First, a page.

Better than: Going on an all night bender of Red Bull and Dance Dance Revolution at the neighborhood arcade
After its long-time hiatus, the legendary Juju Beats Festival swarmed the lawn of Oak Canyon Ranch in Orange. The party stretched until after 3 am, with freaky beats, bouncing bodies and insatiable neon party animals.
Our sorely missed music editor Dave Segal mentioned in his last column at the Weekly that OC hadn’t satisfied his taste for Techno and “fucked up sounds”, and he’s probably right. But had he stayed in town a little longer I’m sure he would have been salivating over the prospect of 4 stages flashing behind the turn table wizardry of beatsmiths like DJ Dan, The Glitch Mob and Jason Blakemore. Not to mention the 68 acre sprawl filled with lakes and trees tucked behind a maze of canyons and dark roads.
Unlike most inner city raves, Juju Beats didn’t even wait for the sun to set, as cars charged through the dusty makeshift parking lot around 4 p.m. As I darted down Santiago Canyon, a flash back of Coachella came over me as waves of beat up old Hondas packed with kids rocking pink rimmed glasses and Mad Hatter lids passed me on the highway.
By the time I shuffled into the front gates, the festival was kicking on all cylinders as I walked to the “Bumble Bee Love Swarm” Stage to catch a set by dynamic duo Jeno and Garth. Right away, I was glued to the blazing lights and cartoon foam plants that seemed to sprout in front of the turntables. Before I knew it, I was absorbed into the hypnotic dance party in the center of the crowd. But if there’s one mistake you could’ve made last night at Juju Beats (besides taking E from some creep posted next to the barbeque sandwich trailer) it was staying in one place for too long.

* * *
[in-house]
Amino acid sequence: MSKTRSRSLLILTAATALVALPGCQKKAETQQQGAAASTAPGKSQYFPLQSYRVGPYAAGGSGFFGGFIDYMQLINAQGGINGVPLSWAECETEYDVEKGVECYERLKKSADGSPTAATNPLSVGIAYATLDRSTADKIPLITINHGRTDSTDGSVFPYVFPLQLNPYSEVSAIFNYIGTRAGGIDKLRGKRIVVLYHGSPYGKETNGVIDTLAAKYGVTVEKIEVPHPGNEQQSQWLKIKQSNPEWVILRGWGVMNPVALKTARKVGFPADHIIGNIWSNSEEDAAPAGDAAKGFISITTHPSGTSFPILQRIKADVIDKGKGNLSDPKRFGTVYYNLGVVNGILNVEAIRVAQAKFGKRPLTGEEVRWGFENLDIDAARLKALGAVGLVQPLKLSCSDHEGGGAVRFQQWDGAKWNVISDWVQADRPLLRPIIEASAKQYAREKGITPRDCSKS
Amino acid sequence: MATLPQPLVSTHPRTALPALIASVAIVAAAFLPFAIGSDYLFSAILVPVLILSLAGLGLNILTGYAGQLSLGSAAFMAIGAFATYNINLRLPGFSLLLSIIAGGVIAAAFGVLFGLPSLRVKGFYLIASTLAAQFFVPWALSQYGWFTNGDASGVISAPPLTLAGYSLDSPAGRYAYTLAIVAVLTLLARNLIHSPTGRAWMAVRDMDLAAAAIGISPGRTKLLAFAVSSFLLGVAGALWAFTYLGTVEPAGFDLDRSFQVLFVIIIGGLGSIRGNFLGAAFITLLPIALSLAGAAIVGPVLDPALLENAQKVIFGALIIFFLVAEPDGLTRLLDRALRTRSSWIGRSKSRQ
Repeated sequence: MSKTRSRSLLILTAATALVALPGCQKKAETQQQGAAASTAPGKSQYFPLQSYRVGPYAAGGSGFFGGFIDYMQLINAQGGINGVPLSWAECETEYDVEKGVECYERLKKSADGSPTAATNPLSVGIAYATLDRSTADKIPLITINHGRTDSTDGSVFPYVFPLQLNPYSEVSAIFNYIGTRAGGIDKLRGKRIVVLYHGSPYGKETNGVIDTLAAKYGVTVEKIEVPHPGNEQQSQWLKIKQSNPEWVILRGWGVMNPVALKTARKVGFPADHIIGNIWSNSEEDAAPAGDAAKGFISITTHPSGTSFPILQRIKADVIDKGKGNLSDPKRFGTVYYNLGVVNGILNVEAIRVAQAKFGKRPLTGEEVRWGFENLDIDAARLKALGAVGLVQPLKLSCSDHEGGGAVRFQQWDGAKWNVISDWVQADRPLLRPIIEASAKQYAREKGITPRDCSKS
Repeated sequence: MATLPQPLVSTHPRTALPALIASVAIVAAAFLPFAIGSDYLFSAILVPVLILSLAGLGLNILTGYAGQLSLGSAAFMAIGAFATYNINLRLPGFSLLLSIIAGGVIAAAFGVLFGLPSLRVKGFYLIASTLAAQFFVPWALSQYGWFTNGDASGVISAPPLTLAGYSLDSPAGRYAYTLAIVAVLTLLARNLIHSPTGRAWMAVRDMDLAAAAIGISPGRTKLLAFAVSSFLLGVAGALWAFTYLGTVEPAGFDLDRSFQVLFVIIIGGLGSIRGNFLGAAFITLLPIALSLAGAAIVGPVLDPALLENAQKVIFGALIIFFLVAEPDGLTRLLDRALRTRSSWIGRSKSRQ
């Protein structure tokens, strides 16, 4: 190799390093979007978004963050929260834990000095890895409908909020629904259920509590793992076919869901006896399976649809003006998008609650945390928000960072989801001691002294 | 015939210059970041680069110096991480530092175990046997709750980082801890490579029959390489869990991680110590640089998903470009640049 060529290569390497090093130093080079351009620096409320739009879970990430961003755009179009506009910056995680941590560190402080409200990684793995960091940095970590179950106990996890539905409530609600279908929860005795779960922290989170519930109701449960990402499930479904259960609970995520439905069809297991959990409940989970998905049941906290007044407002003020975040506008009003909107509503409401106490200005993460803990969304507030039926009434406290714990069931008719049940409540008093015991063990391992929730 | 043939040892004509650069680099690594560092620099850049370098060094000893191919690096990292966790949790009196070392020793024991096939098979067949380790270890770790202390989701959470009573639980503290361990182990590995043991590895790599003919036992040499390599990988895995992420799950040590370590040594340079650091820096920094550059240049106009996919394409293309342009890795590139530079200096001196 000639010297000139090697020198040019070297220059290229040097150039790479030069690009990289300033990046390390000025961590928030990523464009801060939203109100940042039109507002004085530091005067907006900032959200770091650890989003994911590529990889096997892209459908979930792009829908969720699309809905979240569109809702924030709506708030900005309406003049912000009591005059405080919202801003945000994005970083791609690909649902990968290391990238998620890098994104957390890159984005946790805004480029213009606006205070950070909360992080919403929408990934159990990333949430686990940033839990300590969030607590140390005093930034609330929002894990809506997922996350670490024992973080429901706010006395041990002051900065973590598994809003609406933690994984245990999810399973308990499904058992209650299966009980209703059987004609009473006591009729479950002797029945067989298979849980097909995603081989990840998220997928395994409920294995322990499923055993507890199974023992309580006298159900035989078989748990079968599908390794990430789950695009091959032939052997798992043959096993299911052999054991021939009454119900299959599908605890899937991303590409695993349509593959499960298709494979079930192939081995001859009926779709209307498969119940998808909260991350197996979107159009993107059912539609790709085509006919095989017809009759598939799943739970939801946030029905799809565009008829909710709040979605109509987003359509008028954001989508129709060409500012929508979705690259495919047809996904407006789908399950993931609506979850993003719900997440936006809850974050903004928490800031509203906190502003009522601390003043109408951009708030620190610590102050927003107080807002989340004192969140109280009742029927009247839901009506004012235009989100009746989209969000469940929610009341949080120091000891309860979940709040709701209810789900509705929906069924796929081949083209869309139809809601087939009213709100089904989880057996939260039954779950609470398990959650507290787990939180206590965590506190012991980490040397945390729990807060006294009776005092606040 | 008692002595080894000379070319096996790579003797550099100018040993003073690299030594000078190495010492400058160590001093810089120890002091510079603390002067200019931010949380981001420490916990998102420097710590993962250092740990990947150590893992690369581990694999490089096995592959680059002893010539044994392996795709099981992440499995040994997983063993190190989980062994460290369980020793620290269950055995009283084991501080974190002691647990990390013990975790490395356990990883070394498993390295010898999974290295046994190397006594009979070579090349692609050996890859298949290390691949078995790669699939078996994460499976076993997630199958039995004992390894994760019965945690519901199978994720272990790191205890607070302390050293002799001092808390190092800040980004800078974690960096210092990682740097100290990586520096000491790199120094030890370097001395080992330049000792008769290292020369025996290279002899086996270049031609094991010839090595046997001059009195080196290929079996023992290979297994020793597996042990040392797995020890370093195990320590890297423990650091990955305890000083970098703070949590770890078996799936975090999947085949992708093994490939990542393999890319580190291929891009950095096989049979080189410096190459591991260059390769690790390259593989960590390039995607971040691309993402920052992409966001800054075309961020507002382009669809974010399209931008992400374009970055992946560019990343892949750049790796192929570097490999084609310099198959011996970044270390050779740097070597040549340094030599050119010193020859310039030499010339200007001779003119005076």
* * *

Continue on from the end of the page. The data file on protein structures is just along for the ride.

Each stage was spread out to let each stage throw it’s own party simultaneously while wanderers like me batted back and forth discovering new sounds. One stage where I definitely felt some raw underground energy was the Drum’n’Bass tent that hosted the maniacal styles of London’s own Crissy Criss and Kenny Ken, who kicked a non stop flurry of Jungle and Grime behind an avalanche for tongue twisting toasters and emcees. The bass rumbled so low that snapping pictures next to the stage almost cost me my hearing.
But if you felt like spinning your glow sticks to something less harsh, the Butterfly Oasis Stage was the place to get your fix of fairies, fire and flesh. DJ Dan was definitely the biggest crowd pleaser of the night, besides the endless circuit of half naked hotties shaking it cabaret style on the towers mounted at every corner of the stage. I also got discover a new favorite in Jason Blackmore. Though house and techno were never really my main musical obsessions, I’ve got to admit that I pretty much abandoned my responsibilities as a reporter” during his set in favor of rocking out.
As a newcomer to the rave scene, Juju Beats gave me a whole new respect for the neon party life. And although I you won’t see me sucking a glittery pacifier, covering my arms in Tall Mouse arts and crafts, or dancing in leg warmers any time soon, I’ll definitely by in line the next time this “musical and visual orgasm” rolls into town.
Personal Bias: I'm a fan of any party where half naked girls playing with fire are present.
Random Detail: I came to the rave with white shoes…I left with green shoes.
By the Way: Hope everyone had a good time.
Nate Jackson is the gatekeeper to your dreams of local dive bar stardom. If he writes about you, expect your band to be offered at least one more drink ticket than the rest of the bands on the bill. Get his attention with some groovy tunes and he might just do it. Then, boy will you feel special.